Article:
It’s difficult to believe the group hasn’t performed together for years, especially with its tight vocal harmonies, which are put to use on the majority of the tracks. It’s especially worth noting that most, if not all, the songs on the CD were written by the band members.
The contributions of banjo player and vocalist Ramie Bennett, a member of the band, Buck & Company, really rise to the top of this project. I’m somewhat familiar with Bennett’s work, mainly through his first-class home recordings I’ve heard through a mutual acquaintance. Granted, I may have a prejudice in singling Bennett out, especially since he’s surrounded by so much other fine talent here. On the other hand, Titus, in his liner notes, also singles out Bennett for his dedication to the concept of the West Virginia Bluegrass Band and his devotion to seeing the project completed.
Bennett wrote seven of the CD’s 14 cuts, and, according to Titus, earned the title of “Shadow Engineer” for looking over Titus’s shoulder during the entire recording and production process. Bennett also edited the recorded tracks.
Bennett really stands out on two of his songs where he assumes lead vocal chores. “The Promise,” a touching, emotion-filled memory spurred by his grandmother’s death, is as fine as it gets — great songwriting, heart-felt vocal delivery and wonderful instrumentation and tight harmonies. His other lead vocal just sparkles on “Bluegrass Swing,” which is exactly what the title suggests — a mixture of bluegrass and Bob Wills Western swing sounds rolled into one delightful package.
Another noteworthy tune on the CD is “Ghost Ship,” a haunting ballad about the USS West Virginia, which was heavily damaged during the Japanese attack on Pearl Harbor. The ship was miraculously salvaged and returned into service where it played important roles in the U.S. fleet’s Pacific operations during World War II. The tribute song is delivered by Buck McCumbers, leader of “Buck & Company” and the all-star band’s fiddle player.
Other members of the group are David Vaughn on mandolin, Bruce Jones on dobro, Lance Gainer on rhythm and lead guitar and Mackenzie Murphy on bass. Besides holding down the banjo chores, Bennett contributes a dab of cello and a bit of percussion via an egg shaker.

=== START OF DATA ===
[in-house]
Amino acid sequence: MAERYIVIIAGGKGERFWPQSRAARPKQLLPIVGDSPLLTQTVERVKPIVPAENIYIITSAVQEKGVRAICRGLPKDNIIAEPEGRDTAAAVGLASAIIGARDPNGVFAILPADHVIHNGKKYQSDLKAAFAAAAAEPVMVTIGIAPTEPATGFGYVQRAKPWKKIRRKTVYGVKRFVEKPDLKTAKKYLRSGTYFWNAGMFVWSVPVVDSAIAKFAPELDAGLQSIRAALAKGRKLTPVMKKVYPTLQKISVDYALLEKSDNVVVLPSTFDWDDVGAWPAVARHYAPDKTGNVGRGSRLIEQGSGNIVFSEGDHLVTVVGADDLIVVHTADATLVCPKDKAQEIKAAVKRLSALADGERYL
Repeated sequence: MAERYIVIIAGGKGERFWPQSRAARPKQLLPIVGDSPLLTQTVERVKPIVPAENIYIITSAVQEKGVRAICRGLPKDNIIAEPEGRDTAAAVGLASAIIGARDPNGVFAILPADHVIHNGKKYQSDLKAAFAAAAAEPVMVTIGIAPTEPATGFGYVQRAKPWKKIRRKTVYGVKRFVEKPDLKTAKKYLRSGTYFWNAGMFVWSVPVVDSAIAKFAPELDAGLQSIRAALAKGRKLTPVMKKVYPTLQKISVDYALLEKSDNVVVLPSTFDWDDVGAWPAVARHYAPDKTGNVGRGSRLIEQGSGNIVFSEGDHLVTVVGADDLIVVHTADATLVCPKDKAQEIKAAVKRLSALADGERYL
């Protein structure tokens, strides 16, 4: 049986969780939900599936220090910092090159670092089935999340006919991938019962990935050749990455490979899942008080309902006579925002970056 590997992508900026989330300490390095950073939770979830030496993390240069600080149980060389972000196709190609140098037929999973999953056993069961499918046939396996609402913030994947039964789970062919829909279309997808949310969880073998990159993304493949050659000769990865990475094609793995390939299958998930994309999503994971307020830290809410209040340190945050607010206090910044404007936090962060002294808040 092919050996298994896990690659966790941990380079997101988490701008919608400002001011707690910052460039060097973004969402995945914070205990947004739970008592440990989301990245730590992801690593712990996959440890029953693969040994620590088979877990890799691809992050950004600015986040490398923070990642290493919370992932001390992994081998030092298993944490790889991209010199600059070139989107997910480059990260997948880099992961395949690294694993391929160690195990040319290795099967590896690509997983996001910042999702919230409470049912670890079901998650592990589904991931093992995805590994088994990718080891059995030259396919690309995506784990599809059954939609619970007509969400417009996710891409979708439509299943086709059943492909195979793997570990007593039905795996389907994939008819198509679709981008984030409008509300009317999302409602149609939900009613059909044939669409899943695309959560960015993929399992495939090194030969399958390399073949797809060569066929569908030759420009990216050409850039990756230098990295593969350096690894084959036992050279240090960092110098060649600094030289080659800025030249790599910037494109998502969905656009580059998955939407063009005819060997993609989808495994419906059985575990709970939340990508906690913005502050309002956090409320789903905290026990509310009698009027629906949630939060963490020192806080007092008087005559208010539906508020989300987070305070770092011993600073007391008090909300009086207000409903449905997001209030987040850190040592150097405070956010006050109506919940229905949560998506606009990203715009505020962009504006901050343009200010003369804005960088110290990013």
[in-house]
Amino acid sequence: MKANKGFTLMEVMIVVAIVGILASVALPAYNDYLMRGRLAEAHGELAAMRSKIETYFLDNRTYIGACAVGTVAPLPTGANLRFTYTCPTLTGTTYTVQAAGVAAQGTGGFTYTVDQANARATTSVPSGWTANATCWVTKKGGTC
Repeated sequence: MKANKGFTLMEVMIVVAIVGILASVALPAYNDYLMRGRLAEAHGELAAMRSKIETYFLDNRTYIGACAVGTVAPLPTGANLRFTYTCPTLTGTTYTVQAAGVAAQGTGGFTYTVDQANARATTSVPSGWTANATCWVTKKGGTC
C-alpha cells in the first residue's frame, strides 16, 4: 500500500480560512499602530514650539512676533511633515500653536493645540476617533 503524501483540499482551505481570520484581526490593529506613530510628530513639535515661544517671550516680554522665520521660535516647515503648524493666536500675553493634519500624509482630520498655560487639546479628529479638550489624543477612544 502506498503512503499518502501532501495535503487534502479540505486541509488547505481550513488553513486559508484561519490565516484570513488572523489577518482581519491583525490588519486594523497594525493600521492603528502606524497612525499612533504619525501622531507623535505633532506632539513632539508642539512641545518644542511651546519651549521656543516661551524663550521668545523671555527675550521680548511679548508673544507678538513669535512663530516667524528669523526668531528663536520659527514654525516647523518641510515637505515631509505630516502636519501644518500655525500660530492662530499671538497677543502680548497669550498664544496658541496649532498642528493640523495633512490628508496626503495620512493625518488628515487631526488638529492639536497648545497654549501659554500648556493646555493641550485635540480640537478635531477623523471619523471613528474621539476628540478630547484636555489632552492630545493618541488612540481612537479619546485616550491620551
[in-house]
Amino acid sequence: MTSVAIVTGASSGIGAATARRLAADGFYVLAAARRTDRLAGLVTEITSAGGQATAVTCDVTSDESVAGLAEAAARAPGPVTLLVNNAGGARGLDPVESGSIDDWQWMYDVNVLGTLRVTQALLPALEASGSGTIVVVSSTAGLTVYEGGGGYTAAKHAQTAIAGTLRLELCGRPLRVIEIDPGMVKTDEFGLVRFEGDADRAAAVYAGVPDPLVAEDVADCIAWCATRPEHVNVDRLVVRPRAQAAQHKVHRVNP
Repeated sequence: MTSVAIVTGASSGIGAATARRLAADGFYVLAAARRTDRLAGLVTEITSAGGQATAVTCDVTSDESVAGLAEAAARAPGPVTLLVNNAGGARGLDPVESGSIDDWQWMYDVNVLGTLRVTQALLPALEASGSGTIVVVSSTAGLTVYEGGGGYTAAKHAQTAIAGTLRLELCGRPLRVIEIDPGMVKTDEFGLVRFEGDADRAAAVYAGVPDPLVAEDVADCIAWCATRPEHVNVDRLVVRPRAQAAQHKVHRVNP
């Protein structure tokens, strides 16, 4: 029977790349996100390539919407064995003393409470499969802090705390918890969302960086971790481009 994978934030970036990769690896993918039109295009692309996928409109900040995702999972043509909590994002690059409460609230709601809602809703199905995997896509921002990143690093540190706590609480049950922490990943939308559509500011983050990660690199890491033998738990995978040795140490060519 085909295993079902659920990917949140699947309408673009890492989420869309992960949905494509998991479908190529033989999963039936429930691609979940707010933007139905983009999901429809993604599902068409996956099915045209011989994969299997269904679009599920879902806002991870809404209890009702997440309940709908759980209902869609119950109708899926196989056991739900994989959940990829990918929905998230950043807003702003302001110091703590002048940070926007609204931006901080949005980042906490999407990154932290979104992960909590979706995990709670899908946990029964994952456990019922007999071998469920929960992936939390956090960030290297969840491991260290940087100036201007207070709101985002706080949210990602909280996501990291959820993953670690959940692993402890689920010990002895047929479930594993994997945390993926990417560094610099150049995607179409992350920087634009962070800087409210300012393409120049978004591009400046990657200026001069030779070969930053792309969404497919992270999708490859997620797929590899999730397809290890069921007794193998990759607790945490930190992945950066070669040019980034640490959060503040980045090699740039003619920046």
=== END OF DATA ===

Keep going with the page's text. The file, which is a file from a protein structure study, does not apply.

Once again, I’ll single out Bennett among the instrumentalists. He has a unique style that can be lightning fast, ultra clean and always effective. But that’s not to minimalize the work of the rest of the band, which delivers a top-notch, grab-your-ears sound.
I could quibble a bit about what I perceive as a mix-down glitch or two, but it’s nothing to spoil the listening pleasure this CD brings.
I’d like to tell you exactly where you can purchase this gem, but I don’t know for sure. If you’re in the West Virginia area, I’m sure the different bands represented in this project have them for sale. Besides Buck & Company, other groups represented on the CD are the Vaughn Family and Whitaker Station.
Titus at J&V Studio surely would welcome inquiries about the CD. His number, which is posted on the studio’s Web site, is (304)-269-6179. Evenings and weekend calls are encouraged.
And a post script: On the CD’s liner notes, Titus mentions: “If all goes well, we will be recording more albums in the future with the same band.”
My message to John Titus is this: All went well, very well. I’m waiting for Second Cut.
Buck and Company is a family band based in West Virginia. While all the band members have been playing in many regional bands, the band itself was formed in 2002. Buck McCumbers has had over 40 years in music and he is a skilled songwriter, vocalist and fiddle/mandolin player. Dwayne McCumbers plays dobro in the band and their sister, Connie Hardman, also writes songs and sings many of the lead vocals. Rounding out the band are Rick Westerman on vocals and bass, Danny Murray on vocals and banjo and Swanagan Ray on guitar.
There's some powerful ensemble work on "The Battle" CD and "A Light Down by the River", an original by Buck McCumbers features a full four-part gospel harmony and a banjo powered rhythm and some fine guitar licks from Swanagan. Another Buck McCumbers original, "Who Drove the Nails", focuses on the role of the onlooker during the Crucifixion. Swanagan Ray takes the lead vocal on the hard-driving gospel train song, "Train in the Sky". Connie sings a powerful lead vocal on "Outside The Gate: and Dwayne's dobro and Buck's mandolin add instrumental interludes. An inspiring gospel collection with the right mixture of vocals and instrumentals where the medium supports the message.